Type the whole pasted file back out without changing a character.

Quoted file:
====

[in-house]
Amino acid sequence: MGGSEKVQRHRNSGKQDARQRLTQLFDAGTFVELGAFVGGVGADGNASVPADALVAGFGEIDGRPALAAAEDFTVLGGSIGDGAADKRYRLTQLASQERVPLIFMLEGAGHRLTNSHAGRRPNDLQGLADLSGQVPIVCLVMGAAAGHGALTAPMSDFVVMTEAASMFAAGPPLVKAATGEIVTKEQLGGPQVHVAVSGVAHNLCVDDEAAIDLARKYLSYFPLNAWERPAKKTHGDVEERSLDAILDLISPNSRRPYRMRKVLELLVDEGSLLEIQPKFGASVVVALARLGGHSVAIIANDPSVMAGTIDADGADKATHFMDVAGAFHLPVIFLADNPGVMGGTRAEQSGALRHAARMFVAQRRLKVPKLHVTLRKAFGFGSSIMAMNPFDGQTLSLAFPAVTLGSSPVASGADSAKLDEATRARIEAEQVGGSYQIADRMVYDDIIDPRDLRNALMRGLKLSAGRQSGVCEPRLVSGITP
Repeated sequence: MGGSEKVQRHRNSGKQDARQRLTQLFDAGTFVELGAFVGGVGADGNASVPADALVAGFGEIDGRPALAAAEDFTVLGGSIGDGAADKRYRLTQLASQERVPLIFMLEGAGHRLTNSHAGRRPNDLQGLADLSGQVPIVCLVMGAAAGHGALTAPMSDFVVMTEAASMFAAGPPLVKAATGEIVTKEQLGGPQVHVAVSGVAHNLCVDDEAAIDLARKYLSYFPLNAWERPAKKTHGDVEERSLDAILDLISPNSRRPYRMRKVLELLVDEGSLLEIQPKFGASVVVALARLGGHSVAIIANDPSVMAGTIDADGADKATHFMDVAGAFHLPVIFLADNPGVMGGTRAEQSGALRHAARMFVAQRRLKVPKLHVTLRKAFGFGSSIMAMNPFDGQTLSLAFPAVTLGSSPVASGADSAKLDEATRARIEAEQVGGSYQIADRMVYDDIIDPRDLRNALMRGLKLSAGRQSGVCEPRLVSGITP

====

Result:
[in-house]
Amino acid sequence: MGGSEKVQRHRNSGKQDARQRLTQLFDAGTFVELGAFVGGVGADGNASVPADALVAGFGEIDGRPALAAAEDFTVLGGSIGDGAADKRYRLTQLASQERVPLIFMLEGAGHRLTNSHAGRRPNDLQGLADLSGQVPIVCLVMGAAAGHGALTAPMSDFVVMTEAASMFAAGPPLVKAATGEIVTKEQLGGPQVHVAVSGVAHNLCVDDEAAIDLARKYLSYFPLNAWERPAKKTHGDVEERSLDAILDLISPNSRRPYRMRKVLELLVDEGSLLEIQPKFGASVVVALARLGGHSVAIIANDPSVMAGTIDADGADKATHFMDVAGAFHLPVIFLADNPGVMGGTRAEQSGALRHAARMFVAQRRLKVPKLHVTLRKAFGFGSSIMAMNPFDGQTLSLAFPAVTLGSSPVASGADSAKLDEATRARIEAEQVGGSYQIADRMVYDDIIDPRDLRNALMRGLKLSAGRQSGVCEPRLVSGITP
Repeated sequence: MGGSEKVQRHRNSGKQDARQRLTQLFDAGTFVELGAFVGGVGADGNASVPADALVAGFGEIDGRPALAAAEDFTVLGGSIGDGAADKRYRLTQLASQERVPLIFMLEGAGHRLTNSHAGRRPNDLQGLADLSGQVPIVCLVMGAAAGHGALTAPMSDFVVMTEAASMFAAGPPLVKAATGEIVTKEQLGGPQVHVAVSGVAHNLCVDDEAAIDLARKYLSYFPLNAWERPAKKTHGDVEERSLDAILDLISPNSRRPYRMRKVLELLVDEGSLLEIQPKFGASVVVALARLGGHSVAIIANDPSVMAGTIDADGADKATHFMDVAGAFHLPVIFLADNPGVMGGTRAEQSGALRHAARMFVAQRRLKVPKLHVTLRKAFGFGSSIMAMNPFDGQTLSLAFPAVTLGSSPVASGADSAKLDEATRARIEAEQVGGSYQIADRMVYDDIIDPRDLRNALMRGLKLSAGRQSGVCEPRLVSGITP